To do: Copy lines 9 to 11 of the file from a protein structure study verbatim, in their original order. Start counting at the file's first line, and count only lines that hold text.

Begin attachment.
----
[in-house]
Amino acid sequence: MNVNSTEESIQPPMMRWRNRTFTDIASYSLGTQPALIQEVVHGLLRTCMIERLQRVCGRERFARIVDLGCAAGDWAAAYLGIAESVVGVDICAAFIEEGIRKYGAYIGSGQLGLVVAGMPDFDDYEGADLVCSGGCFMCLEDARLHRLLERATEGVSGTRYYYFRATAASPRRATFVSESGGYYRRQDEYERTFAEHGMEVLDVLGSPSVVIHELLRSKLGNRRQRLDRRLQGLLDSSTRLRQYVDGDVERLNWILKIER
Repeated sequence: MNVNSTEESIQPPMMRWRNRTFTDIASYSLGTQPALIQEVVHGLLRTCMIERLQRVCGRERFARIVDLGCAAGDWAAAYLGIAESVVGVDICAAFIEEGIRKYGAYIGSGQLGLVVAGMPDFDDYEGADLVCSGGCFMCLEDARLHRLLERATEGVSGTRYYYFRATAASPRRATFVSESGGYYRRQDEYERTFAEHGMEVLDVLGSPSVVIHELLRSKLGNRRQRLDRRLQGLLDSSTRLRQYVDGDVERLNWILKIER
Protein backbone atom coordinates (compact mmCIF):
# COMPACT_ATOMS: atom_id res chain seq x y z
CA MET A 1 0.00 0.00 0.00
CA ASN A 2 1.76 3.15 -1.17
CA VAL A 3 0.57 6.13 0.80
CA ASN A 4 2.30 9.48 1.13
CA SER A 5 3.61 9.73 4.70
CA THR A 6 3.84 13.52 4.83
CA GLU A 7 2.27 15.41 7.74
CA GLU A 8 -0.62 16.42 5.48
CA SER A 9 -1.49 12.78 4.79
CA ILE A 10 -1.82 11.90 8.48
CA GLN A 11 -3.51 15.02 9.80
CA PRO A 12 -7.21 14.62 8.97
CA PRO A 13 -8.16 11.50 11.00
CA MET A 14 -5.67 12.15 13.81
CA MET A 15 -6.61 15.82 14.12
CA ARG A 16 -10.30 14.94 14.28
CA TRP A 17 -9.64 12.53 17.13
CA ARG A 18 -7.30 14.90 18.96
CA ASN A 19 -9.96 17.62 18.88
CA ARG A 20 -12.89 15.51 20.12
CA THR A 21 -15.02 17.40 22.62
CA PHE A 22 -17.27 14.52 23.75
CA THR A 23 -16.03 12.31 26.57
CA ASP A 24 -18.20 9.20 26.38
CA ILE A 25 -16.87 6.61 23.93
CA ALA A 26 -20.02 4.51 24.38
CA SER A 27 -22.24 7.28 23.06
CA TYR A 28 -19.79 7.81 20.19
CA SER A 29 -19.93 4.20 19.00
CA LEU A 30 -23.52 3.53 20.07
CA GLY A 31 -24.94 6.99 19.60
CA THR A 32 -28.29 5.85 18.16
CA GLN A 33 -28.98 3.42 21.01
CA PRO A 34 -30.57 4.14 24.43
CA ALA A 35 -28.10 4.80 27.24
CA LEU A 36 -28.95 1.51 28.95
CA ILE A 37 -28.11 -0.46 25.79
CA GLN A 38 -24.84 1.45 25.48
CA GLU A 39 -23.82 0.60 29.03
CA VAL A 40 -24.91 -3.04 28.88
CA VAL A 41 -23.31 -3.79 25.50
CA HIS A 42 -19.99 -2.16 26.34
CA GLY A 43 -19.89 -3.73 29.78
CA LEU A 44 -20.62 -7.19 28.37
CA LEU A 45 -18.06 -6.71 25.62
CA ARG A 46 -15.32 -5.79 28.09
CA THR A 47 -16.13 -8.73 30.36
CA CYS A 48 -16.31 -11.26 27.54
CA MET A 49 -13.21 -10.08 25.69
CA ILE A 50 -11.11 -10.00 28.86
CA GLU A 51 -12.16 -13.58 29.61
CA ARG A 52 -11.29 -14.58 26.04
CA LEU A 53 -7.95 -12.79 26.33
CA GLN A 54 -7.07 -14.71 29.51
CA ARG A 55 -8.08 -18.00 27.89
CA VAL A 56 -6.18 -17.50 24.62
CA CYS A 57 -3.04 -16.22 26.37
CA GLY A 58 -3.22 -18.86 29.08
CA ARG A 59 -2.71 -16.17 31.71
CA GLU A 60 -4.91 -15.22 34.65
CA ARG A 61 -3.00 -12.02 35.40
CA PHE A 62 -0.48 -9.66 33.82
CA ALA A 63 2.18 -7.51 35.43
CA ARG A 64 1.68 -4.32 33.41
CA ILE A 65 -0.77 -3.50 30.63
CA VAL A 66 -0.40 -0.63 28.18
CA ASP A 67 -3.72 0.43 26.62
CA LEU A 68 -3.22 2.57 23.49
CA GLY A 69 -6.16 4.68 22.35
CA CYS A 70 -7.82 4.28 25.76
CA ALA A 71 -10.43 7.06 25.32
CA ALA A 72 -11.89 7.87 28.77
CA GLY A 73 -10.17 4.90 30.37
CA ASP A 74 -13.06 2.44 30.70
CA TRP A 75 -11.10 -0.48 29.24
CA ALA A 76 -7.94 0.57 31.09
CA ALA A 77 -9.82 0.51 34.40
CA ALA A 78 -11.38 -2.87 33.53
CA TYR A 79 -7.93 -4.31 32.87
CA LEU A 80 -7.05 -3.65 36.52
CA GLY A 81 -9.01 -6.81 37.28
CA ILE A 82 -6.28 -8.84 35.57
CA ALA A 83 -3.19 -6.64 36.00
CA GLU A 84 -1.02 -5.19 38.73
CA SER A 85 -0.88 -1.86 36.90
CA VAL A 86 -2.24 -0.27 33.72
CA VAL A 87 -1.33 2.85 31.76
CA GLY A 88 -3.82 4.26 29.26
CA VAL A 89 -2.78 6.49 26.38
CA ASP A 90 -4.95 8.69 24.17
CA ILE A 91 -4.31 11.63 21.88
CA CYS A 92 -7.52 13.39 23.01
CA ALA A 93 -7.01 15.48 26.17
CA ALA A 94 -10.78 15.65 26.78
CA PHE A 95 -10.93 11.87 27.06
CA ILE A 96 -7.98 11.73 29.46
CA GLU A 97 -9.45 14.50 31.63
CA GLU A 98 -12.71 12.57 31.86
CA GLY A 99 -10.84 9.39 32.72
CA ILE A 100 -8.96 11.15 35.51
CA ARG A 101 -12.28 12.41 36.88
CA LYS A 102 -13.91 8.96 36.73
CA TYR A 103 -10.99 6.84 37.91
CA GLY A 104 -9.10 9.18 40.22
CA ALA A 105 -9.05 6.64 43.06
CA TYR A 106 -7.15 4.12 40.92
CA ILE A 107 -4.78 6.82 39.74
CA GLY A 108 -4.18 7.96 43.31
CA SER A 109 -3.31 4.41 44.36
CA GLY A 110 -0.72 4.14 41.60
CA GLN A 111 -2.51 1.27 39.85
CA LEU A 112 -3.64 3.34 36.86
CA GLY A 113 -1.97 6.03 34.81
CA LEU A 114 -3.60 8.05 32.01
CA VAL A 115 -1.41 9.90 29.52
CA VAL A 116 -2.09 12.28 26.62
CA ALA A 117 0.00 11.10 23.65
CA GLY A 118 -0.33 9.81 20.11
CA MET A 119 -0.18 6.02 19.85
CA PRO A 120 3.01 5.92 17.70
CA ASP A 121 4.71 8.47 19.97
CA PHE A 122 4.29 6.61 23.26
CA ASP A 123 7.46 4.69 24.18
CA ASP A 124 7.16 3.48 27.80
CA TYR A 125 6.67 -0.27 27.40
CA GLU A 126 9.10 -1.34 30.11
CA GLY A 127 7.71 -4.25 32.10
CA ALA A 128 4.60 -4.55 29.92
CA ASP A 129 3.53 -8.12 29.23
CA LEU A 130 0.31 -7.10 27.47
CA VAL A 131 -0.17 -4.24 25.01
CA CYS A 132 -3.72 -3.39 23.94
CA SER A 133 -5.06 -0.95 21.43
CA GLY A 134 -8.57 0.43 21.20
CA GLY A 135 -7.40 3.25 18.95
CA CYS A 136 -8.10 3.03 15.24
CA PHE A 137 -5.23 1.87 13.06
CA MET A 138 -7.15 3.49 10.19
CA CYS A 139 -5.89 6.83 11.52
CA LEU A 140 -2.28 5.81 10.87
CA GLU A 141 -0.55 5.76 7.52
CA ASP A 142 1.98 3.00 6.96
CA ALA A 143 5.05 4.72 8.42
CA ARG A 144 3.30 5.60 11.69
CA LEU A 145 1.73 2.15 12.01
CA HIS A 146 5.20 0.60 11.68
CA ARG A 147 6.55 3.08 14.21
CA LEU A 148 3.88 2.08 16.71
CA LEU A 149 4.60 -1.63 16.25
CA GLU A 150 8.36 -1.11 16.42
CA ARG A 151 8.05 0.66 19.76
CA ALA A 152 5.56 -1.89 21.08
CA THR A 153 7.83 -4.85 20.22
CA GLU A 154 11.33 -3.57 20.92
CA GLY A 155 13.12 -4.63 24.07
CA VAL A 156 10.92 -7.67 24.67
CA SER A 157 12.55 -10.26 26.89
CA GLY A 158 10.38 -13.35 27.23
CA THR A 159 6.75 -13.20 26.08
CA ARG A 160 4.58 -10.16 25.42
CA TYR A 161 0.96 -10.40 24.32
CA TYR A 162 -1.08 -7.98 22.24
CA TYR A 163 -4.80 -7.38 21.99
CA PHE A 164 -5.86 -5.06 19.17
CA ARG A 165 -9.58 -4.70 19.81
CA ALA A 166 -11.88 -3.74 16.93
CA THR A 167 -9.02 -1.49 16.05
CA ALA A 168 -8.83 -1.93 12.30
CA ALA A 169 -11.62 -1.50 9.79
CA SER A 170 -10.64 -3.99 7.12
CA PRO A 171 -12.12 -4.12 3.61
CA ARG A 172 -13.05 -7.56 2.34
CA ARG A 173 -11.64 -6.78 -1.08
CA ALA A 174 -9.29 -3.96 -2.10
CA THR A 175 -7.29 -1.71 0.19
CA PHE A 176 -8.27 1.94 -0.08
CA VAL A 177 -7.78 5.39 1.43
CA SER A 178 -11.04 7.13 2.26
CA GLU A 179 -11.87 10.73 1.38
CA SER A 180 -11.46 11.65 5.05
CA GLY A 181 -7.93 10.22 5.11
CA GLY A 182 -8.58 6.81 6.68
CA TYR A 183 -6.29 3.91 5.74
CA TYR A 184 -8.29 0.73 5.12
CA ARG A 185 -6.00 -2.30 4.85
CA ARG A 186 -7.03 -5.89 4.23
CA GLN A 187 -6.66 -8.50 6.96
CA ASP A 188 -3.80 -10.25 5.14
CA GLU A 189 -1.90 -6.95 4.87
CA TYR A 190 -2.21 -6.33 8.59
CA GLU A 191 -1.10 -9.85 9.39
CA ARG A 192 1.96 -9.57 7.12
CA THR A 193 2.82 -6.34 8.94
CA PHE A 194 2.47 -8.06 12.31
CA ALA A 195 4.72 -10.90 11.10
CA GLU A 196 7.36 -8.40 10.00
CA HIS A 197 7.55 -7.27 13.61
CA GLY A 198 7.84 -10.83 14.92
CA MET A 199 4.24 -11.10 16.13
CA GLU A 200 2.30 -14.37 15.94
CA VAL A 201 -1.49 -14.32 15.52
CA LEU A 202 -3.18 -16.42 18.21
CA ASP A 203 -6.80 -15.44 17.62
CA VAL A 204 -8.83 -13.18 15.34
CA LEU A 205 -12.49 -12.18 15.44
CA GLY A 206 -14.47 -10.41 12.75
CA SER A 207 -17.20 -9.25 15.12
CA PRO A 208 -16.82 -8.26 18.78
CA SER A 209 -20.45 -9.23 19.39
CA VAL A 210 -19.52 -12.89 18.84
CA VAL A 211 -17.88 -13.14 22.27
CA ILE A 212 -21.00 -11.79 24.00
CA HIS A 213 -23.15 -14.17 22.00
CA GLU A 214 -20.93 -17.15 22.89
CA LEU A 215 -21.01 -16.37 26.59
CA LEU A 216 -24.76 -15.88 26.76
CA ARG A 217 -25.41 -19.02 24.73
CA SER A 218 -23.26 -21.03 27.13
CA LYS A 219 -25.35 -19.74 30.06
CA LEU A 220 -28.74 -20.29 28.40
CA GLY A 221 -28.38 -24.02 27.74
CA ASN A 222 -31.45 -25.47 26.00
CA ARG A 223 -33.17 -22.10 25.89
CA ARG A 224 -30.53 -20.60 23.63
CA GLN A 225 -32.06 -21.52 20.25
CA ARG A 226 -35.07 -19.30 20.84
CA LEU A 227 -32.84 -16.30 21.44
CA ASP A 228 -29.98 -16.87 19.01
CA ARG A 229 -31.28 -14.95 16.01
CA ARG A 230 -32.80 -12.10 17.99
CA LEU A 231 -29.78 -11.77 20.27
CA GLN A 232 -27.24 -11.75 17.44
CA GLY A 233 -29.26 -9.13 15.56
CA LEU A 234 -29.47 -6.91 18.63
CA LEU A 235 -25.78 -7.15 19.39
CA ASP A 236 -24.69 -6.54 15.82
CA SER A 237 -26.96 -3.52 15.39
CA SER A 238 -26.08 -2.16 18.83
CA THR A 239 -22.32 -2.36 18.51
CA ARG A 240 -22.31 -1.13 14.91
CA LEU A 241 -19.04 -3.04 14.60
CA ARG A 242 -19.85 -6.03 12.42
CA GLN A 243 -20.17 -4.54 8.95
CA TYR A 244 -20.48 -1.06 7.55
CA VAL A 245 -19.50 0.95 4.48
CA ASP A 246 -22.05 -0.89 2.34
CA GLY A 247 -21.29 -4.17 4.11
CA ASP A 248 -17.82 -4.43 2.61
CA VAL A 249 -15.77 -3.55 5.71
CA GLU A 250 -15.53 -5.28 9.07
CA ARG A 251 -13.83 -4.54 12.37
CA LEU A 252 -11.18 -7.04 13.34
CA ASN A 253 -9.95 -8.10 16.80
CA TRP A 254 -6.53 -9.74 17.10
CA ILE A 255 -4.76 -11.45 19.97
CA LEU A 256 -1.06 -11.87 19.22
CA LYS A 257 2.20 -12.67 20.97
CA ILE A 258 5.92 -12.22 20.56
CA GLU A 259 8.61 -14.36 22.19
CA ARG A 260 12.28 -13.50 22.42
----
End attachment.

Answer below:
CA ASN A 4 2.30 9.48 1.13
CA SER A 5 3.61 9.73 4.70
CA THR A 6 3.84 13.52 4.83